DIY Modern Farmhouse Kitchen Table with a Pedestal Base and Round Top
I am loving this DIY Wood Pedestal Table Base in our kitchen. And, the color of our old chairs goes perfectly with that DIY Round Plywood Top I made. I have a post with the steps for how to stain a table top to get this look.

You can find more furniture painting inspo on my DIY Furniture Painting YouTube Playlist.

More pictures of this DIY Round Kitchen Table

How to build this beautiful wooden DIY Round Kitchen Table with a pedestal base. Easy to follow woodworking steps, DIY video and printable plans. DIY Wooden Kitchen Table Build Plans.
You can also find that beautiful $20 DIY Barn Star Quilt Wall Art tutorial in a previous post.

How to build this beautiful wooden DIY Round Kitchen Table with a pedestal base. Easy to follow woodworking steps, DIY video and printable plans. DIY Wooden Kitchen Table Build Plans.

Step by step tutorial for this DIY Round Kitchen Table with printable woodworking plans and how to video. Using just a Miter Saw, no fancy tools required.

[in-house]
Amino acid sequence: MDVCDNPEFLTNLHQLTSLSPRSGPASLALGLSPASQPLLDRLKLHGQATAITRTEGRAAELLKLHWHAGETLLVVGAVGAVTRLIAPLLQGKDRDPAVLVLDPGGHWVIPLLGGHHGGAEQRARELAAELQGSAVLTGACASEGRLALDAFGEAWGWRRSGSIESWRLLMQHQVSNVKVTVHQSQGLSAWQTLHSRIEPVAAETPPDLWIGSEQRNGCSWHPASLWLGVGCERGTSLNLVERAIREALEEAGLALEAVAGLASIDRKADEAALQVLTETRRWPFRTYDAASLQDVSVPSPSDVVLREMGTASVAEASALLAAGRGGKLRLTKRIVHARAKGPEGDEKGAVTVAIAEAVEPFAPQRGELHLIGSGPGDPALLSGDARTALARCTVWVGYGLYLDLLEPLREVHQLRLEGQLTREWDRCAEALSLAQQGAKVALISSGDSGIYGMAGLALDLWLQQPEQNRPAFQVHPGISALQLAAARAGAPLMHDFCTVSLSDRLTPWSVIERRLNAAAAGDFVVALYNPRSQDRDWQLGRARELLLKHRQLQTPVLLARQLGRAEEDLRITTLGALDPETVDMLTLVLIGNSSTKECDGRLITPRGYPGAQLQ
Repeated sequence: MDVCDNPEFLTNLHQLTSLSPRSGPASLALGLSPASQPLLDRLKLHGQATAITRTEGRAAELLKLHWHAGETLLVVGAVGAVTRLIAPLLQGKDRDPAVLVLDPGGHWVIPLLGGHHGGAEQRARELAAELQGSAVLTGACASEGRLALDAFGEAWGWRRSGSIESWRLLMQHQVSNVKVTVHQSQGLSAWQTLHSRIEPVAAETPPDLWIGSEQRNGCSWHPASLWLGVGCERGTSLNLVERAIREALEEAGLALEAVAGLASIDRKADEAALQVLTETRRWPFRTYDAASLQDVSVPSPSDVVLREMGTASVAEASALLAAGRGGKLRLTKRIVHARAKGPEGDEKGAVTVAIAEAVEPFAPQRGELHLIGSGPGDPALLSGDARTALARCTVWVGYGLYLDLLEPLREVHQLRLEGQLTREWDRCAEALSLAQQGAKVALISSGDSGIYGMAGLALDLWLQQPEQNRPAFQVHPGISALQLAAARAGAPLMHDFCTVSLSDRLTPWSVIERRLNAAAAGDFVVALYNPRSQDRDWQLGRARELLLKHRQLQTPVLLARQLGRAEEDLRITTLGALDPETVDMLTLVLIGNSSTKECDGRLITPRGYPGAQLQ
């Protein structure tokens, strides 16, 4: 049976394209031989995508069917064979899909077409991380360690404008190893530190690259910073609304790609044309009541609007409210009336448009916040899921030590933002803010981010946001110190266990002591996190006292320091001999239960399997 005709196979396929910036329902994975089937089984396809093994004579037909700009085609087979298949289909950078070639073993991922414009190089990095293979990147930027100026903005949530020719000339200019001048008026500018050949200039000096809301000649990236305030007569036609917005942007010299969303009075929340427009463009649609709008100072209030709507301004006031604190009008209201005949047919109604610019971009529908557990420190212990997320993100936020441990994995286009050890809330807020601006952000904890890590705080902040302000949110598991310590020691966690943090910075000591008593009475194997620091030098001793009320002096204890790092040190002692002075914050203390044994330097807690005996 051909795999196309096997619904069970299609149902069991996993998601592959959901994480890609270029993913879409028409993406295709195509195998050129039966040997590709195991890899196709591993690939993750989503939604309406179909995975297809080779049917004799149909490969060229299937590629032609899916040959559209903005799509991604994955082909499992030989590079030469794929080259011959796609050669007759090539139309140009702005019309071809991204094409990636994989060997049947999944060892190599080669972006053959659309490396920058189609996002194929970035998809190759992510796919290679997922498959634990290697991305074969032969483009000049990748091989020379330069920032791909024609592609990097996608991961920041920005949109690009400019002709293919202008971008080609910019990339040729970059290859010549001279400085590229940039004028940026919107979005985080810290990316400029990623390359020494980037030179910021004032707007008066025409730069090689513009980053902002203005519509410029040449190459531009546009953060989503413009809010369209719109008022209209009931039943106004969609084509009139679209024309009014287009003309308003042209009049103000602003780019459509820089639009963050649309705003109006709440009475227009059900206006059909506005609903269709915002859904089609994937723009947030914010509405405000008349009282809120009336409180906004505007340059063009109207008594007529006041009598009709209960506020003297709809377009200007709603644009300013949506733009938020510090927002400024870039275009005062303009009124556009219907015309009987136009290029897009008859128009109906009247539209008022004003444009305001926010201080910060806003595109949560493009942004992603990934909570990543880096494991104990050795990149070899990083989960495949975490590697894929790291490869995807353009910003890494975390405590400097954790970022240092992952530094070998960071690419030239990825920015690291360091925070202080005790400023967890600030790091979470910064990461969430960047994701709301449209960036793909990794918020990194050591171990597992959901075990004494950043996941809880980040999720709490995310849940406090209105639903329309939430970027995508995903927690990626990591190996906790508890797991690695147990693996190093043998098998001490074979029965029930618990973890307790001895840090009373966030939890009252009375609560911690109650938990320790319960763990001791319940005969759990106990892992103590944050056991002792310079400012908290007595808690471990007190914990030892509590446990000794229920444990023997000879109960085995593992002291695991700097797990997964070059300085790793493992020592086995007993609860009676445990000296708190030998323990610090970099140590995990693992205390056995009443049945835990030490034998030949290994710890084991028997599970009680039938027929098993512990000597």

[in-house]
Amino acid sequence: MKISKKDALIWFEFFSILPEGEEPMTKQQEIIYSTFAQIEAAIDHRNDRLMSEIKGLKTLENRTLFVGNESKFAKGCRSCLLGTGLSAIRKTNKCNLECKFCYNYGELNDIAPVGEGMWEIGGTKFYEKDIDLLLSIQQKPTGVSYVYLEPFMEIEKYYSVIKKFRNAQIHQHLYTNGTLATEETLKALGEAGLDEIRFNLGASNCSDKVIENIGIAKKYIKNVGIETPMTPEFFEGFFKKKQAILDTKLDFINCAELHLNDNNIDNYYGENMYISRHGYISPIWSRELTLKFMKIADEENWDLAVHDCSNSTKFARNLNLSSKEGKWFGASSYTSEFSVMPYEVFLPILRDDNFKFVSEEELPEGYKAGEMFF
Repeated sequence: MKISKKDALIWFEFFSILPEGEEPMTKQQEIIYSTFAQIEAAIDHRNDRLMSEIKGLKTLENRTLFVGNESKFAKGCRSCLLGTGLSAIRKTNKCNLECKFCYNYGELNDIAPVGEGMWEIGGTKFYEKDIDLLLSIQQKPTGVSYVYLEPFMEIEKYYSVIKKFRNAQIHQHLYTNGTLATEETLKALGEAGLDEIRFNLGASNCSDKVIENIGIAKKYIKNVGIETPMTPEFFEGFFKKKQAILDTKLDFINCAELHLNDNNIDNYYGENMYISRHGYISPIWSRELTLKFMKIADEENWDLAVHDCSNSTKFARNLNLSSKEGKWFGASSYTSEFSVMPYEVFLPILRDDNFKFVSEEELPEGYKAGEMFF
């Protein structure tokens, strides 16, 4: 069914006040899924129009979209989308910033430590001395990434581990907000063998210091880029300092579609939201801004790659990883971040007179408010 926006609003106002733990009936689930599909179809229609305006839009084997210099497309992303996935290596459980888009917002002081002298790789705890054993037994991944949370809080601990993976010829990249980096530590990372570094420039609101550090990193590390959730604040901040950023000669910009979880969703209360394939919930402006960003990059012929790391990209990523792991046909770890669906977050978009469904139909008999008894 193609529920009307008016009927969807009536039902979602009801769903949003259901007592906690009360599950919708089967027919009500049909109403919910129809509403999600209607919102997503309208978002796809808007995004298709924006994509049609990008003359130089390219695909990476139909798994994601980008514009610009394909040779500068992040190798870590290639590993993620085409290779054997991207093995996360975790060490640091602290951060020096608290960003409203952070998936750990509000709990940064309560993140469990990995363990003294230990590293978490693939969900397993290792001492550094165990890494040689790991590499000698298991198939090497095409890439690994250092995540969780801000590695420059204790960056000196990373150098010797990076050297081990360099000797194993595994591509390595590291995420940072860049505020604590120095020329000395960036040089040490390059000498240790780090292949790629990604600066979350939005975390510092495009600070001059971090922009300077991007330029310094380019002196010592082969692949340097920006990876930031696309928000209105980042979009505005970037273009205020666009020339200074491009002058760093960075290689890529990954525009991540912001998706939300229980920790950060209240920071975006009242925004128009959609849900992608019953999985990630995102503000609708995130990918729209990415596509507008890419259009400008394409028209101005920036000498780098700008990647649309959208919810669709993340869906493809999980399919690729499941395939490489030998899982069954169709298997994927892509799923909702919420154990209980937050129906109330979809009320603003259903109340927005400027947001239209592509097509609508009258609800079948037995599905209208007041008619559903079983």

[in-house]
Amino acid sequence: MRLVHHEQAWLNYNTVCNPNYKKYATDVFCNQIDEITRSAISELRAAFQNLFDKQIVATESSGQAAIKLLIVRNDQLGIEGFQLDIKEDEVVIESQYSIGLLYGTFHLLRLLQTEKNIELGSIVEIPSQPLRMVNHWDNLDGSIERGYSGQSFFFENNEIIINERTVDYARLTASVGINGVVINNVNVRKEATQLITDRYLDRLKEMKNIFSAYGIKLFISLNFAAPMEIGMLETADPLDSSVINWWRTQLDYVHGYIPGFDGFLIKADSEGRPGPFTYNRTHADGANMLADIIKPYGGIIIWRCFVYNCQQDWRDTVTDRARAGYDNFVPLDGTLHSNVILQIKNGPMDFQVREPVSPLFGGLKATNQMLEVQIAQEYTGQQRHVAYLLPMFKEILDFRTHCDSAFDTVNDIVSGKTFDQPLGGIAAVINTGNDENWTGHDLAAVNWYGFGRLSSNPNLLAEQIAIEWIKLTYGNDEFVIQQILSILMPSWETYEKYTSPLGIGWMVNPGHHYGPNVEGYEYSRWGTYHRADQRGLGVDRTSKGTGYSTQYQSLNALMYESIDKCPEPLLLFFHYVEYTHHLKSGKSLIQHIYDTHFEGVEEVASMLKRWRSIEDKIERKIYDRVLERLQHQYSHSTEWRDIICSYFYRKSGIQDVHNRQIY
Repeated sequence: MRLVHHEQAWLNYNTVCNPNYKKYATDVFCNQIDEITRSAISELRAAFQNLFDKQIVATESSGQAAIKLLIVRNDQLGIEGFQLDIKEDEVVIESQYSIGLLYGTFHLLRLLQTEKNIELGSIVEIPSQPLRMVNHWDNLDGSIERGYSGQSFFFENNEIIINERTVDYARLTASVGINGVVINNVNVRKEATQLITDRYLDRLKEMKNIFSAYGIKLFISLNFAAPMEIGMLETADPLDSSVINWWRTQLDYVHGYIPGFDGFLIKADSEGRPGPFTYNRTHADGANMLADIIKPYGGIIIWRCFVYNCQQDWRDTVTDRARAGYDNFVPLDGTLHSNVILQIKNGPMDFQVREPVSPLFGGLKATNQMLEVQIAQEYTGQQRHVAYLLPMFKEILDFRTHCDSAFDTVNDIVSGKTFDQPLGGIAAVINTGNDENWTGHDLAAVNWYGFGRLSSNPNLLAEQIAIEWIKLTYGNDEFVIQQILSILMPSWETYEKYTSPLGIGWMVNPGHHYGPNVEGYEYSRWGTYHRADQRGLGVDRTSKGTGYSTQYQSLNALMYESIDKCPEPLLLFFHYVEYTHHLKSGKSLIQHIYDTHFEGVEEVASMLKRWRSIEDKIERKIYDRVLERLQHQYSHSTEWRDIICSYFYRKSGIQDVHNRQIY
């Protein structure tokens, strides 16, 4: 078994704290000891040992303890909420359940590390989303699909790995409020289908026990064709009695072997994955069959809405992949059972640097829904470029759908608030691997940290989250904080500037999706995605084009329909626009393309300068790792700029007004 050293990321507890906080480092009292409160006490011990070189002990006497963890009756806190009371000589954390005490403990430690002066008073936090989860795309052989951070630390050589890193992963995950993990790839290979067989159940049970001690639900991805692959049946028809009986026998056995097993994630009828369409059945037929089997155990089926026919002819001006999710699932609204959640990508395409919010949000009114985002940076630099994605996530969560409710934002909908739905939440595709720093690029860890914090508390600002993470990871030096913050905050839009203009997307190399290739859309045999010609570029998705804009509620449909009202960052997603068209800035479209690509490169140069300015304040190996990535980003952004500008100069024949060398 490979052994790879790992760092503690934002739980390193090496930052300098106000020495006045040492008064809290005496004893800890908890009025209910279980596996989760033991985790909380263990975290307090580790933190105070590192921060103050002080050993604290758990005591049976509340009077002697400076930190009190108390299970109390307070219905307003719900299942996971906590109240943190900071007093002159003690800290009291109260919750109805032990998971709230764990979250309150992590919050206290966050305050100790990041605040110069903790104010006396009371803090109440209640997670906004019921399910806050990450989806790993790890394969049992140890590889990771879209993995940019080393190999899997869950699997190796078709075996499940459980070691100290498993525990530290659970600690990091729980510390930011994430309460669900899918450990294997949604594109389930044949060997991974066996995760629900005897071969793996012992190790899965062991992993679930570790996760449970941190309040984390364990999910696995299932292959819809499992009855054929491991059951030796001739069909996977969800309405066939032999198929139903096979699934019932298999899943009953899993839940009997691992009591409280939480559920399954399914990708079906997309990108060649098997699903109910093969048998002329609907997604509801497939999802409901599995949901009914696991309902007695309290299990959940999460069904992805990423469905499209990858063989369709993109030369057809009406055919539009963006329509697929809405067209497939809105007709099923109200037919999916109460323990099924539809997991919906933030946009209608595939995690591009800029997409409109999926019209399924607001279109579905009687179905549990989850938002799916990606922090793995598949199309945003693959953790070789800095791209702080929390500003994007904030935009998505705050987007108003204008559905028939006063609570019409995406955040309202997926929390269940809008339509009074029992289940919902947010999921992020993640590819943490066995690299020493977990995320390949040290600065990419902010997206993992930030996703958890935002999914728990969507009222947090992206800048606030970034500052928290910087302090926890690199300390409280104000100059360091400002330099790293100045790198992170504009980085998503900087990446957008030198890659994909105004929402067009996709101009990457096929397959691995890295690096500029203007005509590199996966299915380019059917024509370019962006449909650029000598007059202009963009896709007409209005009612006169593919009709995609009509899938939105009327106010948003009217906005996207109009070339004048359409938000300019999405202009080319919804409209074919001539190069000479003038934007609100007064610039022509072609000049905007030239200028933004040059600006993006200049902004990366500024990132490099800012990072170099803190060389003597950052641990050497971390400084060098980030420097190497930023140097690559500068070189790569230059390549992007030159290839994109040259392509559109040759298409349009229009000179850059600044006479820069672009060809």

How to build a DIY Wooden Kitchen Table with a pedestal base - using an Osborne Wood Transitional Pedestal as a starting point - then adding wood squares to build the pedestal up and trim moulding to finish it.

Step by step tutorial for this DIY Round Kitchen Table with printable woodworking plans and how to video. Using just a Miter Saw, no fancy tools required.

How to build this beautiful wooden DIY Round Kitchen Table with a pedestal base. Easy to follow woodworking steps, DIY video and printable plans. DIY Wooden Kitchen Table Build Plans.
Don’t forget to Save this on Pinterest

Hello, DIY friends! You can download the DIY Round Kitchen Table – Pedestal plans here. These plans are currently free to email subscribers and for personal use only. They cannot be shared or sold without my permission. Please let me know if you have any questions and enjoy your build! πŸ™‚


Check out all 4 DIY Tutorials from this Wooden DIY Round Kitchen Table Build!